Jill P. Morford

Professor

Department of Linguistics
University of New Mexico Humanities, Rm. 526
Albuquerque, NM 87131-1196
(505) 277-7412 (v)
(505) 277-7414 (tty)
(505) 277-6355 (fax)
morford@unm.edu


Research Interests

The central focus of my research is to inform our understanding of language acquisition by studying communication in the visual modality. Using the visual modality for one's primary mode of communication is rare among humans. Thus, it is an ideal place to gain insight into the human capacity for language. Specifically, my research program investigates (1) the effects of language input on the development of language, and (2) the effects of the visual modality on the structure and processing of language. These questions have both theoretical and applied dimensions because I address them within the context of two minority communities: deaf individuals who are signers of American Sign Language (ASL), and hearing individuals with little or no spoken language production experience due to severe speech and physical impairments (SSPI). Individuals with SSPI have typical spoken language comprehension experience, but since they are unable to speak, they use graphic symbol communication systems, called Augmentative and Alternative Communication (AAC) for production.

VL2 – NSF Science of Learning Center for Visual Language & Visual Learning

In 2006 a team of researchers from across the U.S. established a collaborative, interdisciplinary research center based at Gallaudet University to investigate language and learning by deaf individuals. VL2 investigates sign language and gesture, on the one hand (no pun intended), and reading, on the other hand. These two types of visual communication are investigated as socio-cultural, behavioral and neuropsychological phenomena. The goal of VL2 is to “advance fundamentally the science of learning related to how aspects of human higher cognition are realized through one of our most central senses, vision. We especially pursue new perspectives on these learning processes through the widened vantage point of studying deaf individuals and sign language as a window into the flexibility and structure of the human mind.” VL2 is an exciting place for undergraduates, graduate students and faculty to collaborate on a wide range of research projects and consider their practical applications in the classroom.

Selected Publications

Morford, J. P., Wilkinson, E., Villwock, A., Piñar, P. & Kroll, J. F.  (2011).  When deaf signers read English: Do written words activate their sign translations?  Cognition, 118 (2), 286-292.  Read

Morford, J. P. & Carlson, M. L. (2011). Sign perception and recognition in non-native signers of ASL. Language Learning & Development, 7 (2), 149-168. Read

Sutton, A., Trudeau, N., Morford, J. P., Rios, M. & Poirier, M.-A. (2010). Young children have difficulty constructing and interpreting simple utterances composed of graphic symbols. Journal of Child Language, 37, 1-26.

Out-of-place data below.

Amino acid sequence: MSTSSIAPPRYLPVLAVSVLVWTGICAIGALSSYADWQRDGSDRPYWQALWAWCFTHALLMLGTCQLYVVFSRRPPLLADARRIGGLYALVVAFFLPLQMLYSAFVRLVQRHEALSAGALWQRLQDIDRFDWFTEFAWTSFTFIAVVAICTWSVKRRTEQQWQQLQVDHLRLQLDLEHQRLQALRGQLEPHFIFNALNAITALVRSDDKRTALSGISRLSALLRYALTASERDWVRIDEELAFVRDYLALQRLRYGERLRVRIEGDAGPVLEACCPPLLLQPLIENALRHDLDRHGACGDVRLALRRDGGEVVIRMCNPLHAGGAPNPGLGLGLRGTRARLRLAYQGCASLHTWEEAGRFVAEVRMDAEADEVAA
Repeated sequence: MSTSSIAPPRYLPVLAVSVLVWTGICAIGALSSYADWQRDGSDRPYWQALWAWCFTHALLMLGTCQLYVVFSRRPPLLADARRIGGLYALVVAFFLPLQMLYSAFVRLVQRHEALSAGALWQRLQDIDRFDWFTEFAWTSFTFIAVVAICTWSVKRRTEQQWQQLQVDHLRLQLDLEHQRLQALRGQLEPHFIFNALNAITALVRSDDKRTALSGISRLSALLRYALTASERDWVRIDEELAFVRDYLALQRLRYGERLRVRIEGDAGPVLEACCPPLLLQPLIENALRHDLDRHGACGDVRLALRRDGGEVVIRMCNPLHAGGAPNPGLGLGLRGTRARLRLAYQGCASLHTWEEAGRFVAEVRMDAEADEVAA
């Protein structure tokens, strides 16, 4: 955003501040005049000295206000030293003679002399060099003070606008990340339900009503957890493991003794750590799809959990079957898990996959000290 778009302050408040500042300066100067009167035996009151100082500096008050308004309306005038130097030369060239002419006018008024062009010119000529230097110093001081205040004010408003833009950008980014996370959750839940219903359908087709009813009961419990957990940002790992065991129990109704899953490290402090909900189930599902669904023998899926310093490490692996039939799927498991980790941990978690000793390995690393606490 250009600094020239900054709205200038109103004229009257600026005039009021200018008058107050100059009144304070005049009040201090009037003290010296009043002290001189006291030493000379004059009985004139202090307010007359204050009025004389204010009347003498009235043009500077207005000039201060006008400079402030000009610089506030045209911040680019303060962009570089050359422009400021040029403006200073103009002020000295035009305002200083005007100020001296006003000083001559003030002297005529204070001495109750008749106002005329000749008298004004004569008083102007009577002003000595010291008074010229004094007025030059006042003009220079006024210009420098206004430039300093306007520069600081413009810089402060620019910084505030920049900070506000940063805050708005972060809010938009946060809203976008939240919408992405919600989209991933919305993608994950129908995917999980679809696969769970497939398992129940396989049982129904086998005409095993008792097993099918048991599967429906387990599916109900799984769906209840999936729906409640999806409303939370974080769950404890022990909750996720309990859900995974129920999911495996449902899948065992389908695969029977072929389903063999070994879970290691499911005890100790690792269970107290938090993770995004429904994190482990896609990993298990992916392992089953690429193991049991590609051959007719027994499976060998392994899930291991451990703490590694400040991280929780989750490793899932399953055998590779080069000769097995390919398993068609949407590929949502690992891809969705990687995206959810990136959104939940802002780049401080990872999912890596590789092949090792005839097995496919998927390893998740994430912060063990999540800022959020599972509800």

Morford, J. P., Grieve-Smith, A. B., MacFarlane, J., Staley, J. & Waters, G. S. (2008). Effects of language experience on the perception of American Sign Language. Cognition, 109, 41-53. Read

Trudeau, N., Sutton, A., Dagenais, E., de Broeck, S. & Morford, J. P. (2007). Construction of graphic symbol utterances by children, teenagers, and adults: The impact of structure and task demands. Journal of Speech, Language & Hearing Research, 50, 1314-1329.

Adam, M., Iversen, W., Willkinson, E., & Morford, J. P. (2007). Meaning on the one and on the other hand: Iconicity in native vs. foreign signed languages. In E. Tabakowska, C. Ljungberg & O. Fischer (Eds.), Insistent Images, 209-225. Amsterdam: Benjamins.

Wilcox, S. & Morford, J. P. (2007). Empirical methods in signed language research. In M. Gonzalez-Marquez, I. Mittelberg, S. Coulson, & M. J. Spivey, (Eds.), Methods in Cognitive Linguistics, 173-202. Amsterdam: Benjamins.

Sutton, A., Morford, J. P., & Gallagher, T. M. (2004). Production and comprehension of graphic symbol utterances expressing complex propositions by adults who use augmentative and alternative communication systems. Applied Psycholinguistics, 25 (3), 349-371.

Morford, J.P. (2003). Grammatical development in adolescent first language learners. Linguistics, 41 (4), 681-721.

Morford, J. P. & MacFarlane, J. (2003). Frequency characteristics of American Sign Language. Sign Language Studies, 3 (2), 213-225.

Morford, J. P. (2003). Why does exposure to language matter? In T. Givón & B. Malle (Eds.), The evolution of language from pre-language, pp. 329-341. Amsterdam: Benjamins.

Courses:

Spring 2013: Introduction to Psychology of Language (LING 367/567 & PSY 367)

Fall 2012: Psycholinguistics of Bilingualism (LING 568/PSY 569)
Fall 2012: Child Language (LING 460/560 & PSY 422/522)

back to top